While there is a pressing need to look at the funding models for General Practice and health more generally, a co-payment in my opinion is not the panacea we are looking for. Instead, how can we improve a system that currently preferentially rewards acute care presentations rather than chronic disease management and preventative care? How can we fix a system that unfairly rewards procedural medicine over cognitive medicine? Or fix a system that rewards through-put rather than quality? Q

DR EMILY FARRELL ‘AGAINST’


57th Clinical Update Weekend City GP. Country GP.

The most relevant and up-to-date information for GPs Royal International Convention Centre Brisbane | 3–4 May 2014 Join the RACGP Queensland Faculty and take advantage of the opportunity to update your clinical knowledge and skills on a range of topics, including: • women’s health • dermatology • men’s health • ophthalmology • musculoskeletal health • CPR • GP research and more.

This year we welcome our keynote speaker, Dr Don Bowley from the Royal Flying Doctor Service, who will address the highs and lows of general practice in the outback. The program will also feature internationally acclaimed speaker, Dr Victoria Brazil, who will close the conference with a unique look at the role of the city GP and the country GP. For more information please contact the RACGP Queensland Faculty at qld.events@racgp.org.au or 07 3456 8944.

Early bird offer available. Register now. Visit the RACGP website to register racgp.org.au/racgpevents/qld/. * Early bird offer available until Monday

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CURRENT ISSUES

ROPP REPORT SHOWS MISMANAGEMENT ON 11 FEBRUARY THE AUDITOR-GENERAL TABLED THE SECOND PART OF THE REPORT INTO THE RIGHT OF PRIVATE PRACTICE ARRANGEMENTS (ROPP) REGARDING QUEENSLAND HEALTH’S 2,817 EMPLOYED SMOS. INTERNAL ACCOUNT PROCESSES IN HOSPITAL AND HEALTH SERVICES (HHS) THROUGHOUT QUEENSLAND WERE FOUND TO BE FLAWED.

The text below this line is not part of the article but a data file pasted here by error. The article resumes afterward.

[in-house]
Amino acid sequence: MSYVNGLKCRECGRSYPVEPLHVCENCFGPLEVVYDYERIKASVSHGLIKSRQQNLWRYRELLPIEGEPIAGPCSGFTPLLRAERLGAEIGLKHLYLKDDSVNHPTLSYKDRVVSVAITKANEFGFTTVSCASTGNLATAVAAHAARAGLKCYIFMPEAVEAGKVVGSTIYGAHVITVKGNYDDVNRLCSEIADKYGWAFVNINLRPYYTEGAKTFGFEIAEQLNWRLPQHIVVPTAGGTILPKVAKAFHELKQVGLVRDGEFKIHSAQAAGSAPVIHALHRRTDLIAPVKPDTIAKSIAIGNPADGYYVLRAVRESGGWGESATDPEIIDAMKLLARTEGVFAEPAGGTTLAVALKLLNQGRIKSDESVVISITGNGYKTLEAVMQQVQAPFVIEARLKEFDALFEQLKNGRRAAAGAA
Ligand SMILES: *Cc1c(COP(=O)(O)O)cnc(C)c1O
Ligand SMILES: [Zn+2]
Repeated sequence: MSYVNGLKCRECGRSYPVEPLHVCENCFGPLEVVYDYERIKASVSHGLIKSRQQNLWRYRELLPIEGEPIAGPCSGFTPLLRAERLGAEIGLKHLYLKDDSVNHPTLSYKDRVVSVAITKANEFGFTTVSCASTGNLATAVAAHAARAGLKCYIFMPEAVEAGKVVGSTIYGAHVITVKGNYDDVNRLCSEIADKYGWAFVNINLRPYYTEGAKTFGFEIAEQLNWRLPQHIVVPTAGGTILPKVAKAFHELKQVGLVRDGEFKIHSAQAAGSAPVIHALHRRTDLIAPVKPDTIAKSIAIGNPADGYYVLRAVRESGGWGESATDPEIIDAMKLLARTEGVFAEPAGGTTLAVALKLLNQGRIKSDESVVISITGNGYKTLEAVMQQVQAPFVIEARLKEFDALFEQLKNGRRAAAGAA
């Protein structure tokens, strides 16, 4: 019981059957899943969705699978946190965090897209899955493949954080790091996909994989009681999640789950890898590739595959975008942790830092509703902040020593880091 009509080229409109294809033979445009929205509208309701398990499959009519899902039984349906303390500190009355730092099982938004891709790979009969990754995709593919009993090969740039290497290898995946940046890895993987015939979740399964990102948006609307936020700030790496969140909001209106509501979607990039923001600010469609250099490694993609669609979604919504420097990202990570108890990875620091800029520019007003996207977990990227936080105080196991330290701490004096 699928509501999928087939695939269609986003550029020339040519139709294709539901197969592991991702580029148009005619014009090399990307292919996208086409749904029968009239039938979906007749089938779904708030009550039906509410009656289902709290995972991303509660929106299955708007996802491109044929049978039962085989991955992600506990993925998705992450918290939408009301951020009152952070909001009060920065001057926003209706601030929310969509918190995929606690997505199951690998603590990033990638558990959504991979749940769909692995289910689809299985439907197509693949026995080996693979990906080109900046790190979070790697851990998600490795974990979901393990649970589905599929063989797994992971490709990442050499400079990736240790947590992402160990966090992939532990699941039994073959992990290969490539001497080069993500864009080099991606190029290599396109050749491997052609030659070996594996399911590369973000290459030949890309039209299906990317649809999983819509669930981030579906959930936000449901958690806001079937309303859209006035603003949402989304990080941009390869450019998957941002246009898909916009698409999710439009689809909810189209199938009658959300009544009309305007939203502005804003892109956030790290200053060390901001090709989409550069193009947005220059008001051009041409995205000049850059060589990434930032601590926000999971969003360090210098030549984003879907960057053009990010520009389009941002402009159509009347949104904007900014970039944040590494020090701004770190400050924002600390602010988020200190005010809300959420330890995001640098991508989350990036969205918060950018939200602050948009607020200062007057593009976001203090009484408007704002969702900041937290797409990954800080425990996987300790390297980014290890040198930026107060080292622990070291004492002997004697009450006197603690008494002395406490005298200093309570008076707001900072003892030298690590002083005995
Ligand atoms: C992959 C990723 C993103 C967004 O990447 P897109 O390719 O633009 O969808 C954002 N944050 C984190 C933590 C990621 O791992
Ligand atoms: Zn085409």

ANDREW TURNER

Workplace Relations Manager, AMA Queensland

THE AUDITOR-GENERAL MADE A SERIES OF RECOMMENDATIONS, INCLUDING:

The Auditor-General found: Wrongdoing was found for a very small proportion of doctors. Widespread mismanagement of private practice arrangements, rostering and overtime by HHSs was found. ROPP arrangements create conflicts of interest between hospitals and individual SMOs. As acknowledged in the report, the overwhelming majority of SMOs are untainted and ensure their patients get quality attention and care. They are determined to ensure their patients are appropriately managed despite a very complicated and inefficient billing process. The questions raised in the AuditorGeneral’s report involve a small number of targeted doctors and is not representative of SMOs across Queensland. The report identified inadequate processes and reflects poorly on Queensland Health administrators. Only one instance of possible doctor misconduct was identified for referral to the CMC. Allegations of absenteeism could not be substantiated or disproved due to inadequate record keeping and leave processing by HHSs. The present arrangements could not allow for an objective assessment to be made, and greater transparency and more vigilant management is required. The Auditor-General undertook a statistical analysis to identify SMOs whose overtime and private practice income appeared to be out of the ordinary. Of the 88 doctors (three per cent) identified, one third of absences could be explained by unprocessed or unsubmitted leave forms. The other absences were explained by an ad hoc arrangement where SMOs make up hours missed informally. Ultimately, insufficient supervision and guidance was in place for SMOs. Of the 115 SMOs (four per cent) identified as working at levels of ‘significant’ or ‘higher’ 26

MARCH 2014 DoctorQ

Mandatory declaration of outside employment; Strengthening the processes for recognising and assessing conflicts of interest; Reform the rostering process to ensure fatigue is managed and rosters reflect work practices and investigate unexplained absences; Assess SMO performance based on clinical activity; Ensure equitable access to services.